The area of Myanmar brought together regions that were known as Lower Burma, Upper Burma and Frontier Areas. These regions had previously been registered separately when under jurisdiction from Great Britain.

Myanmar gained further recognition when in 1961 the Permanent Representative to the United Nations, Mr U Thant became Secretary-General. He had been The Secretary to the Prime Minister. He was the first appointee not from a Western country to be selected as head of any international organisation. He retained this appointment for ten years.

In 2008 changes appeared with Myanmar’s military drafted constitution being overwhelmingly approved by 92.4% of the 22 million voters with reported voter turnout of 99%, this being phase one of a two-stage referendum leading to elections in 2010 and 2012.

In November 2015 further general elections were held, which led to the National League for Democracy winning an absolute majority of seats in both chambers of the national parliament, to make its candidate president. As you may have seen in other reports, there are laws that prevent Aung San Suu Kyi from taking the title President

President: Win Myint, National League for Democracy

State Counsellor: Aung San Suu Kyi, National League for Democracy

Vice-President: Myint Swe, Union Solidarity and Development Party

Vice-President: Henry Van Thio, National League for Democracy

Aung San Suu Kyi is The State Counsellor of Myanmar, the de facto head of government. The President is the de jure (in accordance with law) Head of State and Head of The Government. Note: The charter does allocate 25% of seats in parliament to the military.

Within Myanmar there are regions each with their own assembly, or Hluttaw.

However, the elections meant that 50 years of military rule were ended and this placed Myanmar on the international stage. Trade sanctions were removed, leading to change of forecasts for the economy, which point to a future of prosperity for Myanmar.

Economic overview

The currency in Myanmar is The Burmese Kyat, currency code MMK, currency symbol K.

The removal of trade sanctions by The Obama Administration was a huge positive step, opening up investment flows and boosting economic growth that had effectively been blocked.

There have been many news laws and legal reviews continue to arrive rapidly. These are opening up the country to overseas investments and adding greater flexibility for business and financial institutions. Legal reforms such as The Foreign Investment Law and The Financial Services Law have opened doors for foreign investors. Also there have been identified areas requiring priority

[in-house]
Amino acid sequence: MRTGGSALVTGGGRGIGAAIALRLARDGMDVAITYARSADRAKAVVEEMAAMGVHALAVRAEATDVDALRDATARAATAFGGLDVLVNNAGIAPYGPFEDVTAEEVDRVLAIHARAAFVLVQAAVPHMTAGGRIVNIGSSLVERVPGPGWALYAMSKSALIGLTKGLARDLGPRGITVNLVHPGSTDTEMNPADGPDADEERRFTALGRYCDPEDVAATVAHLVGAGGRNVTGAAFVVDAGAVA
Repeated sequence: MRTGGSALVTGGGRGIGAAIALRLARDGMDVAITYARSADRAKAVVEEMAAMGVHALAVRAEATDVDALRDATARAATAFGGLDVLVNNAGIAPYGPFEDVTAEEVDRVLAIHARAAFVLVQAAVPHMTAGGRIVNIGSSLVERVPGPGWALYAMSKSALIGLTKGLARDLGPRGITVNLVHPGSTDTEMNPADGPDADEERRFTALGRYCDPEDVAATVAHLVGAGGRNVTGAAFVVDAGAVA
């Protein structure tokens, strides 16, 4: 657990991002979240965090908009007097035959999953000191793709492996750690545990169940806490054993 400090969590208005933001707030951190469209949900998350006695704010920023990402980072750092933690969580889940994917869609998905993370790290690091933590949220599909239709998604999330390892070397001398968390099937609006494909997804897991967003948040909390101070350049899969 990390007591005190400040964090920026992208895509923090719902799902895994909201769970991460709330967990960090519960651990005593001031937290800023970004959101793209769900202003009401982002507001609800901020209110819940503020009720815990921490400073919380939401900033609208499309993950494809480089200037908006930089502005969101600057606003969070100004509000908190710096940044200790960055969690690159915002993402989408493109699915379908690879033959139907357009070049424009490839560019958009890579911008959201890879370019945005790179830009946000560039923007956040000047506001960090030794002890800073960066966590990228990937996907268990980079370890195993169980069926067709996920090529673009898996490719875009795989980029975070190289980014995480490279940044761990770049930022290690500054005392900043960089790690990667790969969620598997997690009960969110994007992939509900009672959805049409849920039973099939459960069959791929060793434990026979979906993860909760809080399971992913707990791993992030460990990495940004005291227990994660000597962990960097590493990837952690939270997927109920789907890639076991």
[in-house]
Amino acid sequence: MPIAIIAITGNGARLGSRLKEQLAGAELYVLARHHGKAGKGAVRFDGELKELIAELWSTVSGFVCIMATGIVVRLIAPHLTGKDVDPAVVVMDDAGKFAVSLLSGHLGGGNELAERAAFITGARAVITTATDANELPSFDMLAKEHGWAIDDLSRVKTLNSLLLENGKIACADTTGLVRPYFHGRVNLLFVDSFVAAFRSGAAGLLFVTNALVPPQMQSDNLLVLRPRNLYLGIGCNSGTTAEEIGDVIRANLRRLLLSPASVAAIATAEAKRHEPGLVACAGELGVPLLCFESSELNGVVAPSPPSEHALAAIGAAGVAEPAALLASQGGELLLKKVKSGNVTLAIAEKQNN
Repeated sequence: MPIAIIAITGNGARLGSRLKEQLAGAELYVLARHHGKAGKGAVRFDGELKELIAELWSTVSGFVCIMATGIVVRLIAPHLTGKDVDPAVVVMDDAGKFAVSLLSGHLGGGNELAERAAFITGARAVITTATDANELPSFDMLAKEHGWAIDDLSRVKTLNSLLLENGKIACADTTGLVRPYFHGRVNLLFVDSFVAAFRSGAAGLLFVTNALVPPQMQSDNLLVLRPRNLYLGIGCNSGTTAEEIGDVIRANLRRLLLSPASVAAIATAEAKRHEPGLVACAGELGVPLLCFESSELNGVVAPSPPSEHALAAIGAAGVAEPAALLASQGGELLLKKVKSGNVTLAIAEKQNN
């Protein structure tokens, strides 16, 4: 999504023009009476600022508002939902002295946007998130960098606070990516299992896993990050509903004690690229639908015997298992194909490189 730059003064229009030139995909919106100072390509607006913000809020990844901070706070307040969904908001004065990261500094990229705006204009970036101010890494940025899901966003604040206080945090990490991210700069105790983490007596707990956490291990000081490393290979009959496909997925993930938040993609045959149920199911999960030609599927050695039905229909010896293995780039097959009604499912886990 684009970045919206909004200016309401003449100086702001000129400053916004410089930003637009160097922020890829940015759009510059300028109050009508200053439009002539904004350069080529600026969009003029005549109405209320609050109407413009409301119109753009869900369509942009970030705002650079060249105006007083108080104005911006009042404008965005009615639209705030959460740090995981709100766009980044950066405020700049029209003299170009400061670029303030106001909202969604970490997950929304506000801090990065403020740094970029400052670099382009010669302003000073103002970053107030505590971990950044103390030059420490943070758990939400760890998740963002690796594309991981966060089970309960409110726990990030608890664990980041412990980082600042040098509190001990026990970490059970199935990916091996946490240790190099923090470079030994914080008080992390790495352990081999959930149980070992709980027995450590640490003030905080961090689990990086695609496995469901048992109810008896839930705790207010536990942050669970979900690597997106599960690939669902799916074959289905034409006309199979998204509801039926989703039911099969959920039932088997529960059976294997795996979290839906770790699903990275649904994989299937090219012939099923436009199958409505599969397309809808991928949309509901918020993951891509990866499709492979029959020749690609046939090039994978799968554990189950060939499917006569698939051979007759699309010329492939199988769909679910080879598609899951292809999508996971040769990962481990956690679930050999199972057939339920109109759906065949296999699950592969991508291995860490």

investment, encompassed within The Special Economic Zone Law. Furthermore, overseas banks have been provided more flexibility to operate in Myanmar. These reforms and other changes have grown and continue to boost investor confidence. The Myanmar Investment Law 2016, inter alia, introduces a faster Government Endorsement process for companies seeking approval for new projects for non-restricted business activities. More flexible rules for land leases are also included in the updated guidelines.

The new Myanmar Companies Act will come into force on 1st August 2018 and is eagerly awaited, providing much greater investment flexibility for foreign ownership. The changes are very extensive. The existing restrictions for foreign investment have been reformed. A holding of up to 35 percent of shares in a local company is now authorised. Furthermore, a 100 percent foreign ownership is now permitted for operations in the education sector and as of May 9, 2018, wholesale and retail services. Note: If a Myanmar domestic business acquires investments with over 35 percent of its shares being from a foreign entity the company is considered to be a foreign company.

Myanmar headline figures for 2017/2018

GDP US$66.2billion

GDP per capita US1, 4250.50 (2016)

Export revenues increased by to US$11.9 billion. (+6.9% annual growth)

Imports revenues increased grew by 3.7% to US$17.2 billion. (3.7% annual growth)

Sector results: 2017/2018

Agriculture 25%

Industry 35%

Service Industries 40%

Inflation 5.8%

Unemployment rate 0.9 (Source: World Bank)

Foreign direct investment was over US$4.5billion as at the end of November 2017.

Economic growth

In 2012 this was 5.9%, with ongoing yearly positive change, rising to 8.7% in 2013/14, largely due to telecommunication, mining, oil and gas, construction and manufacturing sector investments. Last year, 2017/2018, growth was 6.7%. The forecast for 2018/2019 is 7.48%, driven mainly by services, industry and agriculture. The forecast for 2022 is 7.55%. (Source: World Bank).